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Kettles Hill applies for 55 more turbines 

Allan Kettles continued his whirlwind wind energy tour of Pincher Creek last week, following up an Oct. 23 Town council appearance with an Municipal District of Pincher Creek public meeting two days later.
Kettles appeared at the meeting, put on by the MD’s Municipal Planning Commission, as part of an application to expand his Kettles Hill wind farm by another 55 turbines.
Kettles sat at a table in front of a few dozen people in the basement of the MD building. At his side were biologist Dale Paton and archeologist Brian Reeves, who have been carrying out the application’s ecological and historical impact study components. Ronald Hansford was also on hand to answer legal and planning questions.
Kettles opened up the meeting by announcing he was donating Reeves’ archeological studies for Kettles Hill to the Matthew Halton and Pincher Creek public libraries.
Kettles then ran through the state of the Kettles Hill wind farm and his expansion application. He said he has five turbines standing and 30 to be built under a previous application. He wants to build another 45 on MD lands and nine on Piikani lands.

Transport Canada has approved his expansion plans, Kettles said, but he hasn’t heard back from Nav Canada regarding airplane routes since May.
He said he has infrastructure built for the turbines and a specific location plotted out for each of them. His team assured the MD they would have all project information, including final “noise contour” information regarding projected decibel levels that would reach one overlooked house, by a Nov. 7 meeting.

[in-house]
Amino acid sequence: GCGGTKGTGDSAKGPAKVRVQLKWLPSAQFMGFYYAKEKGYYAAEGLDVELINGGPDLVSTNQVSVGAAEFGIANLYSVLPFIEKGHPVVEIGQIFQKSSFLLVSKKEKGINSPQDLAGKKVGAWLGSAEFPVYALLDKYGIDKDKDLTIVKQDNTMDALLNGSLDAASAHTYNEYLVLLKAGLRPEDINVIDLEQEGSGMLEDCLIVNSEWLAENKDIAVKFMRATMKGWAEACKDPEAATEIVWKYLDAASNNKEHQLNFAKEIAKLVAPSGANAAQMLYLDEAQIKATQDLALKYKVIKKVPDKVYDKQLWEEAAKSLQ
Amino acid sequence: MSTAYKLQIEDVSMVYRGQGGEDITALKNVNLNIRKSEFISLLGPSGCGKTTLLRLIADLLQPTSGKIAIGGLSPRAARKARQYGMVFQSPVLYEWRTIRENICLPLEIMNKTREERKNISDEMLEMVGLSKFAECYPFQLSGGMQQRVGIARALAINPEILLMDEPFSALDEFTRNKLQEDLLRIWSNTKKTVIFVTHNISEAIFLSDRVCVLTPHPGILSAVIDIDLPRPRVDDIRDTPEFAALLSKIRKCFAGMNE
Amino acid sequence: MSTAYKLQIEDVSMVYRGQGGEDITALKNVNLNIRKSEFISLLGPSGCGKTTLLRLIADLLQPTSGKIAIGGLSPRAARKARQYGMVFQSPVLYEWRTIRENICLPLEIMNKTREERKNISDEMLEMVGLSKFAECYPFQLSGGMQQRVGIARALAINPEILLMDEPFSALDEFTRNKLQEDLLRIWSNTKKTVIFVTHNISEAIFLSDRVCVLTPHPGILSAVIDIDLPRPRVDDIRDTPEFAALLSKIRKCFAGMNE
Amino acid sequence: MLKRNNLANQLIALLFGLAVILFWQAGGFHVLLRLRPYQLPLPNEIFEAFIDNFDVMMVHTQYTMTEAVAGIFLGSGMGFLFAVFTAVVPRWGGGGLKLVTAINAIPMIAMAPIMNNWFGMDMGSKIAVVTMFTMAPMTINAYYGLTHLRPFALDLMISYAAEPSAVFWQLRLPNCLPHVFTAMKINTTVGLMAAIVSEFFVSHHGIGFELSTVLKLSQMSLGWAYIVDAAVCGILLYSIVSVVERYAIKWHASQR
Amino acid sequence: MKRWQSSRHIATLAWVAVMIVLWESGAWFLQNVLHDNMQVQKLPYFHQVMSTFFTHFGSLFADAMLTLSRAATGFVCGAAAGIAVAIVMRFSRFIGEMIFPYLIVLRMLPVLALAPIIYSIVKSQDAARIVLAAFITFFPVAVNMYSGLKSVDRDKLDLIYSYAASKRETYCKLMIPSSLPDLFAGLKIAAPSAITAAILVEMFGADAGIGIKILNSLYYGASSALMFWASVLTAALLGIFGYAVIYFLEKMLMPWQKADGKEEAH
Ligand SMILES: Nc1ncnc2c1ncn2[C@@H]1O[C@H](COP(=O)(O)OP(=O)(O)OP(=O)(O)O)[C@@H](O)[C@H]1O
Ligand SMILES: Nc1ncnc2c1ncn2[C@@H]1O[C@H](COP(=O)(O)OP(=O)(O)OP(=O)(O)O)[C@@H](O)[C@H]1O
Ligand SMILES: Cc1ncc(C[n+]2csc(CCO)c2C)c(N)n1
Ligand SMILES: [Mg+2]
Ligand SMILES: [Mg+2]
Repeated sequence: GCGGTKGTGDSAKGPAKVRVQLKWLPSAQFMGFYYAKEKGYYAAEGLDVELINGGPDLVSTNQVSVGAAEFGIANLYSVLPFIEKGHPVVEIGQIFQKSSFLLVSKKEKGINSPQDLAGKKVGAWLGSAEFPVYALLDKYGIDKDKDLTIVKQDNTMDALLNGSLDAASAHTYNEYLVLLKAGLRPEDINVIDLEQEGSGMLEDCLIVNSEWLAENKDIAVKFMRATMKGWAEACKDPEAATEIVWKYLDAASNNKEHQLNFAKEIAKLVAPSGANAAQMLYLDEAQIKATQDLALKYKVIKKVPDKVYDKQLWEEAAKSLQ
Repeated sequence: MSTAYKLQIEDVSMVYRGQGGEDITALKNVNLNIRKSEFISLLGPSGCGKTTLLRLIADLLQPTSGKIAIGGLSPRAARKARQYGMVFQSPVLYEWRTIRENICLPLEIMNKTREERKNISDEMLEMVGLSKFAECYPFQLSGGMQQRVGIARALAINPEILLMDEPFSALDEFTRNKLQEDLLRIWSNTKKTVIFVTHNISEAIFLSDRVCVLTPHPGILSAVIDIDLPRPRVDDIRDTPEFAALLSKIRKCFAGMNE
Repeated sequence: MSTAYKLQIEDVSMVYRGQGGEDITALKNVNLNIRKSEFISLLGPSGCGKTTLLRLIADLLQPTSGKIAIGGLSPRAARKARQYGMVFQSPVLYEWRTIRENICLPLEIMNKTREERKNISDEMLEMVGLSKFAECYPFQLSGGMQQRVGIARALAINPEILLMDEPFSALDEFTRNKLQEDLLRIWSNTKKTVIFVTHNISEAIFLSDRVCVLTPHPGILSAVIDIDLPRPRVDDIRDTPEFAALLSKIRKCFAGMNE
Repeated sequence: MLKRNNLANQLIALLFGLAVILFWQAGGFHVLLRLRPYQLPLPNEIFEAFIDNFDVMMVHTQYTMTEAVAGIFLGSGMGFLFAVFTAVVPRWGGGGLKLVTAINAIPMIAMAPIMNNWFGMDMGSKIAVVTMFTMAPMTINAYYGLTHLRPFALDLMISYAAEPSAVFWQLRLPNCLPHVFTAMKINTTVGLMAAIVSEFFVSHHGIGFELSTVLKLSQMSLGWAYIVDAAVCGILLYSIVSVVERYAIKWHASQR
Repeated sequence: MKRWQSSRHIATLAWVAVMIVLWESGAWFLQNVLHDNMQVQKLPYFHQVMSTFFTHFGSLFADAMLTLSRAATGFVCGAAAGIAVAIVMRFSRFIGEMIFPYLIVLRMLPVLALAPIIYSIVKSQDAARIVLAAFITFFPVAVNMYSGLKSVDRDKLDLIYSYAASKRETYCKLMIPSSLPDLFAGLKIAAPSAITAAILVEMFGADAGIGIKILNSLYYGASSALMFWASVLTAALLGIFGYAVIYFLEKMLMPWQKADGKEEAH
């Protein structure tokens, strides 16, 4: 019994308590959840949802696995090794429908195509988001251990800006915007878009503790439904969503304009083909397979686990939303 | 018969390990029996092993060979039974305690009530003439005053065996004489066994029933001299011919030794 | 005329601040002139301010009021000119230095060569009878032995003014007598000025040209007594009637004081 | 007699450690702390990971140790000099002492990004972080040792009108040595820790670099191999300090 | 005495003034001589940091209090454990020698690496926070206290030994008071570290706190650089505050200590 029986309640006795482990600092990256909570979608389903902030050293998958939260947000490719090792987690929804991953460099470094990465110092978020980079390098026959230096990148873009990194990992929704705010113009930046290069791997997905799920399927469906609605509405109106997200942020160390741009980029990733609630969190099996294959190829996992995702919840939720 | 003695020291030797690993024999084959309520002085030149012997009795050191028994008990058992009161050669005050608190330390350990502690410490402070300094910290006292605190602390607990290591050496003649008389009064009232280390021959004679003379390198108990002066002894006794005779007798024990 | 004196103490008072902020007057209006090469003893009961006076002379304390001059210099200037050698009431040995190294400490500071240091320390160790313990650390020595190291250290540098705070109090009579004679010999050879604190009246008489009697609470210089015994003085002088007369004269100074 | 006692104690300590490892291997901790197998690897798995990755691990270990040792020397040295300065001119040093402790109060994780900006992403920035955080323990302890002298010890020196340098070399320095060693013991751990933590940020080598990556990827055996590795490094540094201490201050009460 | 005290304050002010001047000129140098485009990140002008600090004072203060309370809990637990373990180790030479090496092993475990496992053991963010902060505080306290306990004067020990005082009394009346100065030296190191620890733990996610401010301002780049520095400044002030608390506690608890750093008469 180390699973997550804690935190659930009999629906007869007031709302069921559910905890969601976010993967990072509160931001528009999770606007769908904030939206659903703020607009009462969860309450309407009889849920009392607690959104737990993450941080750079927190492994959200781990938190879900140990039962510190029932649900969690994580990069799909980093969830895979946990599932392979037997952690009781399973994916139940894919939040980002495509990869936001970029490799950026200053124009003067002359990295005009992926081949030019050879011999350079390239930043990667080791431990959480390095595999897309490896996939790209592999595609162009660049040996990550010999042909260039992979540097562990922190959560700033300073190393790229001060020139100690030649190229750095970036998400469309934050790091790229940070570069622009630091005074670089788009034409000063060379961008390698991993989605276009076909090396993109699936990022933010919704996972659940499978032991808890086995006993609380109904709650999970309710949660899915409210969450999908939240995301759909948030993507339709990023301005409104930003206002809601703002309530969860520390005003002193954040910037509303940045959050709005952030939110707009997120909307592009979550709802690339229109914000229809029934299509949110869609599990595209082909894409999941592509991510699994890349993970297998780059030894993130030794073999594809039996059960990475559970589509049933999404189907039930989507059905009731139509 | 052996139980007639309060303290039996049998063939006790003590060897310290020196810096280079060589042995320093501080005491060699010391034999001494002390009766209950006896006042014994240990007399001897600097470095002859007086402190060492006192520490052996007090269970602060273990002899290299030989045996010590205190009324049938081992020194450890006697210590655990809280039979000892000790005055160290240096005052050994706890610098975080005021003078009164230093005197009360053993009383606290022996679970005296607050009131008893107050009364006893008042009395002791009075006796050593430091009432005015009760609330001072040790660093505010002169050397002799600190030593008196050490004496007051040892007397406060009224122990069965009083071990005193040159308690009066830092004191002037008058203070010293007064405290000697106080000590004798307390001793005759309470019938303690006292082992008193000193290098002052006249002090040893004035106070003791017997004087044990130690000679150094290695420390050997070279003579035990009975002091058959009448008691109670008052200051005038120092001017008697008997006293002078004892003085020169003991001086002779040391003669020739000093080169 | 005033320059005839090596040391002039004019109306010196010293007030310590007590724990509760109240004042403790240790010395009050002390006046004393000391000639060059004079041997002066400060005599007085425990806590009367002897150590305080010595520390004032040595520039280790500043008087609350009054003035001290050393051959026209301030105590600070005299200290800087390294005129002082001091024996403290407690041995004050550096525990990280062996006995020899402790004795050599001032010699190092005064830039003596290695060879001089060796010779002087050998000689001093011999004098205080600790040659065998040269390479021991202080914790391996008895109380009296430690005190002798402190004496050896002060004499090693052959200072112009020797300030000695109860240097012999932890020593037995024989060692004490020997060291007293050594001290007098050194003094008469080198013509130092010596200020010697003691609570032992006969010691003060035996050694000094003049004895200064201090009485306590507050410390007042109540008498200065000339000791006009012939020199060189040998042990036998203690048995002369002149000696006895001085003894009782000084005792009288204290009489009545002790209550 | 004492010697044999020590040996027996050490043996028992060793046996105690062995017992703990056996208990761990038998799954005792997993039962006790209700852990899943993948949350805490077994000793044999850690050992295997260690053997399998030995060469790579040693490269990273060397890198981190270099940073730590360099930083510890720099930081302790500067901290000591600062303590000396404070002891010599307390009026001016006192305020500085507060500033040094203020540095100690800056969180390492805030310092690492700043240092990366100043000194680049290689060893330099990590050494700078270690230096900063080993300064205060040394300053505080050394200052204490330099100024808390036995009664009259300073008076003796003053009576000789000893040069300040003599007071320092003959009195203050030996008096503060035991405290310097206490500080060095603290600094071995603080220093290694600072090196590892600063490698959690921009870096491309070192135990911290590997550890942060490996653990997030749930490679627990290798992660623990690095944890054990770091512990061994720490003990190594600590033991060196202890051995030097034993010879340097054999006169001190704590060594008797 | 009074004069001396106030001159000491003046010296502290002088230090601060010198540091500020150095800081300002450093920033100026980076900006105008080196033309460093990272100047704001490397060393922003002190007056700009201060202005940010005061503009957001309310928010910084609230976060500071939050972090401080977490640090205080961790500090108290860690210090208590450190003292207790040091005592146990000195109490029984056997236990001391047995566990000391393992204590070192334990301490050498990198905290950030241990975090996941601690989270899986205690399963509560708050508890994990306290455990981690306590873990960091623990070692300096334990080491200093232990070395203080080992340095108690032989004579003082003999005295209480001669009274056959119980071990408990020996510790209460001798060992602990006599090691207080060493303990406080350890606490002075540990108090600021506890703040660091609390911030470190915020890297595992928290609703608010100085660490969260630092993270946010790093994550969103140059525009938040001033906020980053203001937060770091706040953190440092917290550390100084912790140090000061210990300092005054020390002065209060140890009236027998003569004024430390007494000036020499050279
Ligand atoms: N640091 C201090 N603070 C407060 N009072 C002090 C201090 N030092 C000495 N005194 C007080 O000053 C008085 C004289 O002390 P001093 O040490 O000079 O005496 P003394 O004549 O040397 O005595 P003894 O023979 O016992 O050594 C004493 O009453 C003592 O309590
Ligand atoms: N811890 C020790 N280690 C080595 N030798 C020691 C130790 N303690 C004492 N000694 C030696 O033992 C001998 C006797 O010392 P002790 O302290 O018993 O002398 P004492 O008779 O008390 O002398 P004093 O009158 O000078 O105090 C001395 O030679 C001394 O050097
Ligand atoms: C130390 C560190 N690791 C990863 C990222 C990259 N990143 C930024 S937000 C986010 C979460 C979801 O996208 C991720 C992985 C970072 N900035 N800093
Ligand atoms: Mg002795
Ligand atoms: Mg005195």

However, they were surprised to hear they were supposed to get such information to planning commission members for review 14 days before the meeting – immediately, that is. MD officials gave them two extra days.
But even if Kettles gets MD approval, he said any expansion is likely to be held up by the dreaded “cap”, a limit on wind power contribution to the power pool, imposed by the Alberta Electric System Operator (ASESO), to ostensibly hedge against possible inconsistencies in energy production.
The cap goes hand in hand with a shortage of electrical transmission capacity coming out of Pincher Creek, and Kettles said a planned new transmission line is still too small and has been caught up in endless delays involving landowners, Native lands and varying levels of government permits. He said the projected transmission line date has been pushed even deeper into 2008.
“Every day it changes,” he said. “It gets very difficult to make any plans.”
Specifically, Kettles said he doesn’t want to buy expensive turbines unless he knows there will be space on the grid. And buying a turbine and getting it delivered can take up to two years, so any Kettles Hill expansion is a long way off. For this reason, Kettles is asking the MD for a five-year approval. “It’s either that or come back on your hands and knees every week asking `can we please get this thing extended,'” he said.

By Ben Curties


This article is the work of the source indicated. Any opinions expressed in it are not necessarily those of National Wind Watch.

The copyright of this article resides with the author or publisher indicated. As part of its noncommercial educational effort to present the environmental, social, scientific, and economic issues of large-scale wind power development to a global audience seeking such information, National Wind Watch endeavors to observe “fair use” as provided for in section 107 of U.S. Copyright Law and similar “fair dealing” provisions of the copyright laws of other nations. Send requests to excerpt, general inquiries, and comments via e-mail.

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